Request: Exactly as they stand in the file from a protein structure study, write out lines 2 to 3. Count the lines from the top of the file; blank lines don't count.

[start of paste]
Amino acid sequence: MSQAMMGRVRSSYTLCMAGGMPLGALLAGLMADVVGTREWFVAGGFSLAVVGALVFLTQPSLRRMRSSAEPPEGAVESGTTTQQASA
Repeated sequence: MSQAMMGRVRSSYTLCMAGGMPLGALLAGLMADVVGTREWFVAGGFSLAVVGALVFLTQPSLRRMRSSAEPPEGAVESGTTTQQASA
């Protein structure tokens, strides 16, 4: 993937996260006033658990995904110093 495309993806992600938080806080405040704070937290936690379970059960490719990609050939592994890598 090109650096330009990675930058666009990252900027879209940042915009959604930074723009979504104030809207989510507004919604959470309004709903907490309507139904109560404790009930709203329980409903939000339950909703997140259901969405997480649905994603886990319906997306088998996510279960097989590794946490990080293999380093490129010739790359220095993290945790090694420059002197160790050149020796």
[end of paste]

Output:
Repeated sequence: MSQAMMGRVRSSYTLCMAGGMPLGALLAGLMADVVGTREWFVAGGFSLAVVGALVFLTQPSLRRMRSSAEPPEGAVESGTTTQQASA
């Protein structure tokens, strides 16, 4: 993937996260006033658990995904110093 495309993806992600938080806080405040704070937290936690379970059960490719990609050939592994890598 090109650096330009990675930058666009990252900027879209940042915009959604930074723009979504104030809207989510507004919604959470309004709903907490309507139904109560404790009930709203329980409903939000339950909703997140259901969405997480649905994603886990319906997306088998996510279960097989590794946490990080293999380093490129010739790359220095993290945790090694420059002197160790050149020796």